And Jeremiah said, “Okay, give me a few days.” He came back and had started doing some work on the script. I think what we came up with was so much more rich and complex and everything. Then when I read that script, I was like, “Okay, Jeremiah. Let’s get this made. Let’s do this.” And ever since then, it was working together and making it.

Mike Manning

PopHorror: Tragic is a great way to describe it. I think the older brother added more than what we would have seen with a father, and I really liked that element about it. I have to ask, you guys spent a good portion slapping each other, which I’m sure was fake. But did any slaps sneak in there and accidentally make contact?

August Maturo: It was all practiced stunts, and we were taught by Mack Kuhr, who was also the stunt double for John Wick in the John Wick movies, so that was really cool.

Mike Manning: I will say Auggie, he was much smaller then. Now he’s as big as I am, if not bigger, which I hate. But whatever. I think Auggie is somebody… First of all, we struck gold with Auggie, and I could not see this movie with anybody else as the lead. He was so committed, especially for a young boy. You were 12 when we made this, right?

August Maturo: Yeah.

Mike Manning: So he’s a 12 year old showing up on set with all of his lines, hitting his mark, and everybody else just waking up and we’re like, “Oh, okay. We get to make a movie today.” He was so incredibly professional. He was so committed that there was no moment that I felt unsafe, but he was incredibly committed every time that it did cross my mind. I was like, “Huh. He’s in it right now so I might get slapped in this scene. I might get smacked.” But I was okay with it. We never made contact.

PopHorror: That’s impressive, being 12 years old. Very impressive work. Jeremiah, this film touches on a few sensitive themes like bullying and trauma. Was there anything you were adamant about keeping in the film, no matter what?

Jeremiah Kipp: Yeah. Back to when Mike and I were talking about it being an older brother and a younger brother, I had concerns. I didn’t want to soften the film. It’s about abuse and it’s about this really difficult subject matter, and Mike really alleviated my concerns. He’s like, “You know, just because we’re making it younger, doesn’t’ mean that we’re going to soften anything.” We’re not going for a PG13, we’re going for an R, and we’re going to delve into the darkness and the density of that and the complexity of those relationships, because the older brother doesn’t believe that he’s abusing the younger brother. He thinks of it as a corrective – they’re on their own, it’s something that he learned from his father and, the way he’s looking at it, it’s the way of toughening Lucas up for a tough world.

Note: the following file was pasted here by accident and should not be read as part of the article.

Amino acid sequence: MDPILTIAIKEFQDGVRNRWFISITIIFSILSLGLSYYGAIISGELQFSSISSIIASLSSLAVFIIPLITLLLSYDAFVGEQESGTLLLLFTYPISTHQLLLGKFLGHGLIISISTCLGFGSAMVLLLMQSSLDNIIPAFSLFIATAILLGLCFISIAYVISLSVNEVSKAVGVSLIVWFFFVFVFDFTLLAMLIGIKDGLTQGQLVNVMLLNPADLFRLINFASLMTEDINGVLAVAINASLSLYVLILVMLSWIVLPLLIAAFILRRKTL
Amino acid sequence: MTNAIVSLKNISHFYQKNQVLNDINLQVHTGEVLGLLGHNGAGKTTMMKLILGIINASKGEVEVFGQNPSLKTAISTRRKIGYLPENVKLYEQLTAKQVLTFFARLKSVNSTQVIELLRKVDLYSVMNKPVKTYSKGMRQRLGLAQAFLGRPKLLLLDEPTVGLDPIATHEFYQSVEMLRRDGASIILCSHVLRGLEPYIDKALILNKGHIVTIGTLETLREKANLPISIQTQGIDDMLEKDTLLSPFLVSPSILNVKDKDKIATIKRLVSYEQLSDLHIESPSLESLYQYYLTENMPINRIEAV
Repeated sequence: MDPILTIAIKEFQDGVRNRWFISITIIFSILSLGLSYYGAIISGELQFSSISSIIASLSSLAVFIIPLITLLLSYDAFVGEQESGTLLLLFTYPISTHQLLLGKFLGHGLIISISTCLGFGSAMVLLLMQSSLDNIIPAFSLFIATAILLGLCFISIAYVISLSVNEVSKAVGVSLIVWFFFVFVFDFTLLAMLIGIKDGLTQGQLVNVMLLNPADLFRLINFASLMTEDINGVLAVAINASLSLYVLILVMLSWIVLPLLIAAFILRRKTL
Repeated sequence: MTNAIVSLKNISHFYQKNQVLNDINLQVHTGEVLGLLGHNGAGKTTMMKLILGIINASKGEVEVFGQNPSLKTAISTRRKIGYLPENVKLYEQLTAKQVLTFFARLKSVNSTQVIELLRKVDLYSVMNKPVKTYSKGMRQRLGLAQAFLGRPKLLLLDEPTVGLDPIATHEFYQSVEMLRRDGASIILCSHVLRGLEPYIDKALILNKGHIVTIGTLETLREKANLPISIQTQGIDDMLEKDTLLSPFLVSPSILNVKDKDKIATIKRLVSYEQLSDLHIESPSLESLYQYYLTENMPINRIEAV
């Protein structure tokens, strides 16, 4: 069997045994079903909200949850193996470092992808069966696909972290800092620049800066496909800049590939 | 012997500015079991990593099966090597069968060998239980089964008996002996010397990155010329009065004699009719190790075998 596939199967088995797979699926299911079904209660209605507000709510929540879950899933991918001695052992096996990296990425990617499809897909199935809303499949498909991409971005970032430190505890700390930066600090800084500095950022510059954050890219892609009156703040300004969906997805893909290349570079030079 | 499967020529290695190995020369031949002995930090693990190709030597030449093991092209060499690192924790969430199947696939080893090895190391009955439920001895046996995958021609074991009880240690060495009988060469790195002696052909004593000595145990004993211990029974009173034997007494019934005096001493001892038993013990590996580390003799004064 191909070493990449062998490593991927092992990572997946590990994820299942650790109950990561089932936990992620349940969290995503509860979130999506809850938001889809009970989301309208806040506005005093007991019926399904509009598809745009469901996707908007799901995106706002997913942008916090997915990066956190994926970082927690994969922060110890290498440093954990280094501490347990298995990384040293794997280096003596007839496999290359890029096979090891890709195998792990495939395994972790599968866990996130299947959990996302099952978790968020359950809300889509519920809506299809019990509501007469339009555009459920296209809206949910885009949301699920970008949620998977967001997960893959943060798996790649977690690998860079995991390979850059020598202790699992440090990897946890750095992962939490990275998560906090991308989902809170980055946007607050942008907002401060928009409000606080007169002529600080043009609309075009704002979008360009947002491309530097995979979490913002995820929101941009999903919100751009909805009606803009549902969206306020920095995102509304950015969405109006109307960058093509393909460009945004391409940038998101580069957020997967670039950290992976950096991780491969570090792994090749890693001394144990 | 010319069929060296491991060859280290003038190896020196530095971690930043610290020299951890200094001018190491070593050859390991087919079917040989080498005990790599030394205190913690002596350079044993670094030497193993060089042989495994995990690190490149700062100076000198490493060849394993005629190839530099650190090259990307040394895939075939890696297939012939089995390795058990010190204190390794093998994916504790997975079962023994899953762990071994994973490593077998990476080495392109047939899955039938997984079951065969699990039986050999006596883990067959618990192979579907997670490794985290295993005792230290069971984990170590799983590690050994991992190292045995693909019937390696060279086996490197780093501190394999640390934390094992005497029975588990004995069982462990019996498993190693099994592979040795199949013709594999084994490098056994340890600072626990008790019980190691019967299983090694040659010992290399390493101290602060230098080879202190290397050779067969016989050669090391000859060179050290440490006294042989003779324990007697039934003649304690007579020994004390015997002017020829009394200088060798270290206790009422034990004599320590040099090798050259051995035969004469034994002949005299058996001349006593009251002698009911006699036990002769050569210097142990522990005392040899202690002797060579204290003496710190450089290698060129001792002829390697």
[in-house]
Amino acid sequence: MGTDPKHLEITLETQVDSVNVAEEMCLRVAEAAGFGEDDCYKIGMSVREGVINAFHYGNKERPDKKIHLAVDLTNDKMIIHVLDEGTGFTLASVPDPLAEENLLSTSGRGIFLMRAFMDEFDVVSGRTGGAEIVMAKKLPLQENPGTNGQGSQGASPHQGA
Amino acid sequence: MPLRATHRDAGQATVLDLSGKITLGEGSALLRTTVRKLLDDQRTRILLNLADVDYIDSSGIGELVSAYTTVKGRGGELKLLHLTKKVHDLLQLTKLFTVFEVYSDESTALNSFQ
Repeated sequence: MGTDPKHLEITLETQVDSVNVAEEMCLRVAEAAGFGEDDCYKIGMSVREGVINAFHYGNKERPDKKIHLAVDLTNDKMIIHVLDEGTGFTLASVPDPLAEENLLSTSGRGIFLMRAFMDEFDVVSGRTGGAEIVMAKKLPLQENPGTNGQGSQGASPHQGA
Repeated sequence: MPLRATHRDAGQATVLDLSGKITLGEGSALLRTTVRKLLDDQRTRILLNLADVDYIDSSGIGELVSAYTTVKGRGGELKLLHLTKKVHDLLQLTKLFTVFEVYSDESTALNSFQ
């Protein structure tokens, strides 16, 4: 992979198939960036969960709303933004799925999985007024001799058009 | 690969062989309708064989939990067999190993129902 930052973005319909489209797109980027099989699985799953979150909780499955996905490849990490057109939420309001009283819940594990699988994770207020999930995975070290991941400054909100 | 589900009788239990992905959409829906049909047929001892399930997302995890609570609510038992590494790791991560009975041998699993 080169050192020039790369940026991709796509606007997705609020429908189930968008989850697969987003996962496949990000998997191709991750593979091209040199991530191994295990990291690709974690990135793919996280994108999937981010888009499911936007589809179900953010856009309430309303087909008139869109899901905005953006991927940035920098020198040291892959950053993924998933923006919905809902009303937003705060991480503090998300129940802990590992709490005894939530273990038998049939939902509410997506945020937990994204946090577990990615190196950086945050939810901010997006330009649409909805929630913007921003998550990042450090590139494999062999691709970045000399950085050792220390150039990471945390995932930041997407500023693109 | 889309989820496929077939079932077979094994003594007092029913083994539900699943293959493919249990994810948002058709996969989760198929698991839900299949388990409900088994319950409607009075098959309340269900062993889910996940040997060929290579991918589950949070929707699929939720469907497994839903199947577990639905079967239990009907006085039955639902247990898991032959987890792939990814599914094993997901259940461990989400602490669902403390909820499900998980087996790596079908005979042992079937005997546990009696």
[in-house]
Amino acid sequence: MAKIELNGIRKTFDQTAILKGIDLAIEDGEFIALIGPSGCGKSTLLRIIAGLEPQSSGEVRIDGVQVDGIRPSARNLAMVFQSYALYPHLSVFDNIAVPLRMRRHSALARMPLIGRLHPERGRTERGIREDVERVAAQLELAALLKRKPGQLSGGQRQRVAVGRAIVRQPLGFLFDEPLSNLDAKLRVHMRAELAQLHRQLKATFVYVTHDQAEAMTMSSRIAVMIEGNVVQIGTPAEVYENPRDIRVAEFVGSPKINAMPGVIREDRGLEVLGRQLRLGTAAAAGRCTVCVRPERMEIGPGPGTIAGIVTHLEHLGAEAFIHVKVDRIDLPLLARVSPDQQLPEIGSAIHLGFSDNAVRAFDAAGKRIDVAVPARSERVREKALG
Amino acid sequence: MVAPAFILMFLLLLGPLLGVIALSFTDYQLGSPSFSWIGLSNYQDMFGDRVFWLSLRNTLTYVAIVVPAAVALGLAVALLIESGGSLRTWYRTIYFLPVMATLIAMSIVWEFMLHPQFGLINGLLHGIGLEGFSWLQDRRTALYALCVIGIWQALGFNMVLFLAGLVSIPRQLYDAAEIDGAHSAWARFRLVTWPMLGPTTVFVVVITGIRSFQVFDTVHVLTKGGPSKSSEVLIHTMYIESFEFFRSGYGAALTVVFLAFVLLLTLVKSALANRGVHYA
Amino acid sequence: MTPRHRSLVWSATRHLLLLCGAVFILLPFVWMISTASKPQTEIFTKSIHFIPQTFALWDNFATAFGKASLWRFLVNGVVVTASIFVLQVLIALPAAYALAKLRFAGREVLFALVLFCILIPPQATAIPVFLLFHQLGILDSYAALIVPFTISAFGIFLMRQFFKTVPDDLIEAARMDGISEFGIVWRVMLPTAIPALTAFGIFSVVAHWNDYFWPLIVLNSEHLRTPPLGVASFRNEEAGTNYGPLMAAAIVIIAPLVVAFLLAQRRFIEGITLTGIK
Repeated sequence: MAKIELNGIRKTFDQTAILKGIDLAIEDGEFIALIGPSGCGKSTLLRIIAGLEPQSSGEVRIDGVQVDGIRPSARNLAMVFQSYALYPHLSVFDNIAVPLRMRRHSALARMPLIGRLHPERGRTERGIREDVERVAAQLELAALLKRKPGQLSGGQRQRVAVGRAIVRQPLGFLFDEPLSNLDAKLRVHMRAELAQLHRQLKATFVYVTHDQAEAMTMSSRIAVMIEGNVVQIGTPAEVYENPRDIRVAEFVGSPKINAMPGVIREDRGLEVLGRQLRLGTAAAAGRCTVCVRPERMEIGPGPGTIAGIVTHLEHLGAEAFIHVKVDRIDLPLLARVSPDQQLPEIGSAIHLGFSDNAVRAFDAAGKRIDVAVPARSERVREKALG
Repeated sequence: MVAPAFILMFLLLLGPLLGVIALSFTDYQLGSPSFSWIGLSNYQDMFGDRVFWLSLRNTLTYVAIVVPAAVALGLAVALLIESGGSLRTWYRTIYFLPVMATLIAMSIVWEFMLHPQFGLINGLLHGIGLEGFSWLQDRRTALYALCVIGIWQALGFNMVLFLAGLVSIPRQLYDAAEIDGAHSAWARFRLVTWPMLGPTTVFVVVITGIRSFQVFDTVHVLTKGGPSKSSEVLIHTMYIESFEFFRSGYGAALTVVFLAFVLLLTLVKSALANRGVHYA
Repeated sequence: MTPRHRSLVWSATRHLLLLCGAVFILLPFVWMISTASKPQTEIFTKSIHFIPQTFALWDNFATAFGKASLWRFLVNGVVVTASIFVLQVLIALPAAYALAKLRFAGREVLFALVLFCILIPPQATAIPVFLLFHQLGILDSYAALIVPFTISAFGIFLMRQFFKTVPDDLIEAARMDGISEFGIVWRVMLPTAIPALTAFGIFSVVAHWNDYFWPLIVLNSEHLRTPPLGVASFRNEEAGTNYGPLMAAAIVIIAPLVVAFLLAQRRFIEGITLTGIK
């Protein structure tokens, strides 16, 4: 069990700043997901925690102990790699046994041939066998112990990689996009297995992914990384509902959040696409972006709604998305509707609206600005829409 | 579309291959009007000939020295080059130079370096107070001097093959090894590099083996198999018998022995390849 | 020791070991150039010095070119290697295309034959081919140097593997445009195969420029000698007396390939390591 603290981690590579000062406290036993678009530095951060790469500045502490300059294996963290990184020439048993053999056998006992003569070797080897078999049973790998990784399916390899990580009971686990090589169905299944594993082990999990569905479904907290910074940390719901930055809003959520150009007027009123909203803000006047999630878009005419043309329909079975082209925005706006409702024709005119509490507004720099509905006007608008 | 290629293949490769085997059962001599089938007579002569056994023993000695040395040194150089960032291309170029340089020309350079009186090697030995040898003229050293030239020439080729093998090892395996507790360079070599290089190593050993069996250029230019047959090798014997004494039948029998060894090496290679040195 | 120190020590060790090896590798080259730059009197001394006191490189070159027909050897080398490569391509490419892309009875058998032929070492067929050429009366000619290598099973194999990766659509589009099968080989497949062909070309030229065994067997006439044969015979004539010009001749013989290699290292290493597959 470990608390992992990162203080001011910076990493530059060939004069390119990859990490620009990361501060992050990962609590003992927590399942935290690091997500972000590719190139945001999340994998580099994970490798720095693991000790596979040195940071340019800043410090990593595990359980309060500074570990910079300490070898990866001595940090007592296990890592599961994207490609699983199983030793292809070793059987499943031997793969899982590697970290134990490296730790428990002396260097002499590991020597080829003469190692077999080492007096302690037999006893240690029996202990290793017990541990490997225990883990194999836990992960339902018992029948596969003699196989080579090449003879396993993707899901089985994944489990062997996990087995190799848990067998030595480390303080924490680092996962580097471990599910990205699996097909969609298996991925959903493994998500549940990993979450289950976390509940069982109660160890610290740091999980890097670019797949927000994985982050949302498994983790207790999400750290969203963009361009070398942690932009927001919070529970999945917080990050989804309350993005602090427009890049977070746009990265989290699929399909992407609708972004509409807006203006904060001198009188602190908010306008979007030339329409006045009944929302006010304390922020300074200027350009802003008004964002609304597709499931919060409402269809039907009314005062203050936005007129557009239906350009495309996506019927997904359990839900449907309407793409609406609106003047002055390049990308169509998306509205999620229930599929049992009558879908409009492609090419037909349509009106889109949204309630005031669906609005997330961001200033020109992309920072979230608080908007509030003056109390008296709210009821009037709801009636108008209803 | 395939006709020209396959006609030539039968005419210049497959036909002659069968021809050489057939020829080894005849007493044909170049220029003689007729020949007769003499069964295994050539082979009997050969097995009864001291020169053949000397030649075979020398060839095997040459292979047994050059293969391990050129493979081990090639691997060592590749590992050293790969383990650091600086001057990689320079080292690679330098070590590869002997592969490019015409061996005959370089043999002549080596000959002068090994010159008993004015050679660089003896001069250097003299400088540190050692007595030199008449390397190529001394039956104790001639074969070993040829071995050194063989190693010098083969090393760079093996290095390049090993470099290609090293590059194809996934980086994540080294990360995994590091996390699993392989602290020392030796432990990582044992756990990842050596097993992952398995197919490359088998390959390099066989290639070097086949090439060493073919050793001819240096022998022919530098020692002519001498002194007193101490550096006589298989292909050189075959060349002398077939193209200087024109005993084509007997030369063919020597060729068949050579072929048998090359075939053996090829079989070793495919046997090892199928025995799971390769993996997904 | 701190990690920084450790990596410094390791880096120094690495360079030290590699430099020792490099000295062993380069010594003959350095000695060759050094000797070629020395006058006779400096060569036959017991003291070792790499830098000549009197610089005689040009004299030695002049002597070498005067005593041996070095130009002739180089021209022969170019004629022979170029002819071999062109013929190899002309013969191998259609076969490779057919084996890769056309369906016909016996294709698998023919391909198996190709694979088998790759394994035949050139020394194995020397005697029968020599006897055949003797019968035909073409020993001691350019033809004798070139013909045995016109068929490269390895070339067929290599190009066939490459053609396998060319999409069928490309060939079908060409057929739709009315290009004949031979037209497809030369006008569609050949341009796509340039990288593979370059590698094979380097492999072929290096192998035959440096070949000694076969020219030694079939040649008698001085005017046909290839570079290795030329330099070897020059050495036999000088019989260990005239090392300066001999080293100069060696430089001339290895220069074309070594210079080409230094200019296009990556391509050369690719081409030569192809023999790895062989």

When characters are treating each other horribly in this movie, it’s always coming from a place of love or of a way to protect yourself. I think that our notion of abuse is often of good guy/bad guy. It’s like if we just knock out the abuser then the problem will go away, when in fact, often the abused love their abusers, and it’s harder to untangle that than just by saying violence will solve violence. One of the things I really care about is I believe violence is a total failure of the imagination, and that’s something we didn’t want to shy away from in the telling of the story.

PopHorror: I don’t think it softened it all. I think it made it more real and raw, to have it be siblings.

Jeremiah Kipp: I agree with you. I embraced the idea fully and gave him all the credit for the greatness of that idea.

PopHorror: August and Mike, was there anything that you were adamant about bringing to your character?